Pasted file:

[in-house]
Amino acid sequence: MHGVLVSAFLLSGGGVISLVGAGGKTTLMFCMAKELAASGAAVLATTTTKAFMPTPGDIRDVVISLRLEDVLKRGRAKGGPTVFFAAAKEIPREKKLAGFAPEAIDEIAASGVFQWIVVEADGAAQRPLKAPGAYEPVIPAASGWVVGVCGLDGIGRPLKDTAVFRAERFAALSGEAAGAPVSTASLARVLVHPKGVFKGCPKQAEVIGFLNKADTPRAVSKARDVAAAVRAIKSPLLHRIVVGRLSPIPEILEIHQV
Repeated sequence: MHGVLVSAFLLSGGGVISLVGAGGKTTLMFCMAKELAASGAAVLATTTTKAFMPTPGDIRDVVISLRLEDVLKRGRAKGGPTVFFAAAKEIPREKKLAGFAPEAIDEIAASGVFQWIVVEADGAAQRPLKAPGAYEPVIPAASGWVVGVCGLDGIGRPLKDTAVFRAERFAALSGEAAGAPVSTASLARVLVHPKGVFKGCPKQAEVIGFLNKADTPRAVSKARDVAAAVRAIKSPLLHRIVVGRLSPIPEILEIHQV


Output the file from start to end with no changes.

[in-house]
Amino acid sequence: MHGVLVSAFLLSGGGVISLVGAGGKTTLMFCMAKELAASGAAVLATTTTKAFMPTPGDIRDVVISLRLEDVLKRGRAKGGPTVFFAAAKEIPREKKLAGFAPEAIDEIAASGVFQWIVVEADGAAQRPLKAPGAYEPVIPAASGWVVGVCGLDGIGRPLKDTAVFRAERFAALSGEAAGAPVSTASLARVLVHPKGVFKGCPKQAEVIGFLNKADTPRAVSKARDVAAAVRAIKSPLLHRIVVGRLSPIPEILEIHQV
Repeated sequence: MHGVLVSAFLLSGGGVISLVGAGGKTTLMFCMAKELAASGAAVLATTTTKAFMPTPGDIRDVVISLRLEDVLKRGRAKGGPTVFFAAAKEIPREKKLAGFAPEAIDEIAASGVFQWIVVEADGAAQRPLKAPGAYEPVIPAASGWVVGVCGLDGIGRPLKDTAVFRAERFAALSGEAAGAPVSTASLARVLVHPKGVFKGCPKQAEVIGFLNKADTPRAVSKARDVAAAVRAIKSPLLHRIVVGRLSPIPEILEIHQV